However, the UK fire extinguisher regulations BS 5306-8 2012 update recommends a minimum of two Class A fire extinguishers on every floor of a building are needed unless the premises are very small, in which case one may be acceptable. Three- or six-litre foam, or nine-litre water, are the most frequently found types, although others are likely to be needed as well, most commonly CO2 extinguishers for electrical fires.over
how often must fire extinguishers be serviced?
Fire extinguisher regulations state that extinguishers must be serviced annually (i.e. once a year) by a competent person.
This generally means by someone with the relevant BAFE qualifications or equivalent.
what 'evidence' do i need that my extinguishers have been serviced?
If during a health and safety or fire service visit, for example, you need to demonstrate that your extinguishers have been adequately serviced, there are a number of things to look for:
1. There will be a service label on the extinguisher showing that it has been serviced in the last year and stating when the next service is due.
2. The service label will record the outcome of the last service as one of the following:
a) received a basic service
b) was refilled
c) needs replacing (in which case a new extinguisher should have been ordered/purchased)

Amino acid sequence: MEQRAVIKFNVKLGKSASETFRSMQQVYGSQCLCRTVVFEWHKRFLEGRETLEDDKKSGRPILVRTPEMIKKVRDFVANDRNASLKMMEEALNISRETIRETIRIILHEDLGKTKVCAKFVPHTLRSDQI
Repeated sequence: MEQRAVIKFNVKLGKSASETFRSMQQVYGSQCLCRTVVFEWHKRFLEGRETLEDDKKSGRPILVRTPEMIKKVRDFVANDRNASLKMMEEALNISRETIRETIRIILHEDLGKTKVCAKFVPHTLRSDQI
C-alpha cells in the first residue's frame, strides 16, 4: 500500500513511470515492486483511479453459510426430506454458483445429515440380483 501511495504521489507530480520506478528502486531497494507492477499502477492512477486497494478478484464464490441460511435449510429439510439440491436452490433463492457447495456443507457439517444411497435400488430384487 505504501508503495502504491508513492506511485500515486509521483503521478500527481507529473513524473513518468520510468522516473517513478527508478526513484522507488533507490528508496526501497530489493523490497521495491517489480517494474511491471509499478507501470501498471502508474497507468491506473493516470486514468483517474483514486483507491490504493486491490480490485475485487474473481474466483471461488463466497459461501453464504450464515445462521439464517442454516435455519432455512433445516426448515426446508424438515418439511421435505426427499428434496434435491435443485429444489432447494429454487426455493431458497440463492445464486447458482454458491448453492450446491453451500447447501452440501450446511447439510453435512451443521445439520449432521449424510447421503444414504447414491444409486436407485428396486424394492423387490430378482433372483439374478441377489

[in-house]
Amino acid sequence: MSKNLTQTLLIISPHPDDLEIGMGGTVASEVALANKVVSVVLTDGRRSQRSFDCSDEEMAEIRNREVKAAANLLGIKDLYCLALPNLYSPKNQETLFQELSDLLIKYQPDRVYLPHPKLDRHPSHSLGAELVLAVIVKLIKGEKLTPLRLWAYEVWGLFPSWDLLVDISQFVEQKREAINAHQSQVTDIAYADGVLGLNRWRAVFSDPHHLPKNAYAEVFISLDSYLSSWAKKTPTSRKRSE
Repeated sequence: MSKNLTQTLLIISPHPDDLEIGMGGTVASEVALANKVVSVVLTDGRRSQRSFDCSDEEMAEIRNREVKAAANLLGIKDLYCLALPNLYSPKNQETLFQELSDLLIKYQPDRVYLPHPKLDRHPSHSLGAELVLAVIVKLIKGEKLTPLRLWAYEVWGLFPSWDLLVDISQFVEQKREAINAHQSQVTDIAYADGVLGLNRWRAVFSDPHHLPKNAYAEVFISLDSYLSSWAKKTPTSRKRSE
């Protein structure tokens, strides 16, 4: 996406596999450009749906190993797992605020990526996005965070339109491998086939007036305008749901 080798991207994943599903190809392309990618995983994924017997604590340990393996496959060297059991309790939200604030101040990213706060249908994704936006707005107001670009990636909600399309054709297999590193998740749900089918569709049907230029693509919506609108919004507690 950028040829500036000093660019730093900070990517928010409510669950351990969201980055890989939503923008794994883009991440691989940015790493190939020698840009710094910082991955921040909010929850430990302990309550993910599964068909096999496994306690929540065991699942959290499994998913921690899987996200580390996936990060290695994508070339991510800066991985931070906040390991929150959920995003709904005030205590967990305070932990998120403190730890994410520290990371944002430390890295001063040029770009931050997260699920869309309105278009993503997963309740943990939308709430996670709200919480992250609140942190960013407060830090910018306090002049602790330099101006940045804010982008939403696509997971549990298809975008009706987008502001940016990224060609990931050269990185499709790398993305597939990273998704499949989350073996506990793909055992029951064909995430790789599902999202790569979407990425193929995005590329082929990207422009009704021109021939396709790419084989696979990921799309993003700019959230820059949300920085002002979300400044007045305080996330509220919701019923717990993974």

3. There will be something preventing the pin being accidentally pulled out, such as an ‘anti-tamper tag’.
The exception to the rule: this is not the case for extinguishers with plastic pins which have a different design. For these types of extinguisher, the pin itself should be replaced every year.
4. The O-Ring will have been replaced (an O-Ring makes sure the extinguisher has an airtight seal).
5. You will have an in-date service certificate from a BAFE qualified individual or organisation.
Fire Risk Consultancy Services have the knowledge and experience to assist your business to comply with all legal requirements surrounding Fire Safety including the legislation regarding Fire Alarms. Be sure to read our accompanying guides: Guide to Classes of Fire in the UK from A to F, Types of Fire Extinguisher, Siting of Fire Extinguishers, Chrome Fire Extinguishers, P50 Fire Extinguishers AND Fire Alarm System Types, Emergency Lighting, Fire Door Regulations, Fire Safety Signs, also published on this site.
Please take a moment to have a look around our website where you will find related articles and guides to all the services we can provide your business with, from providing Fire Risk Assessments, fire safety training, full advisory service to Articles on Fire Safety Provisions and our Top Fire Safety Tips!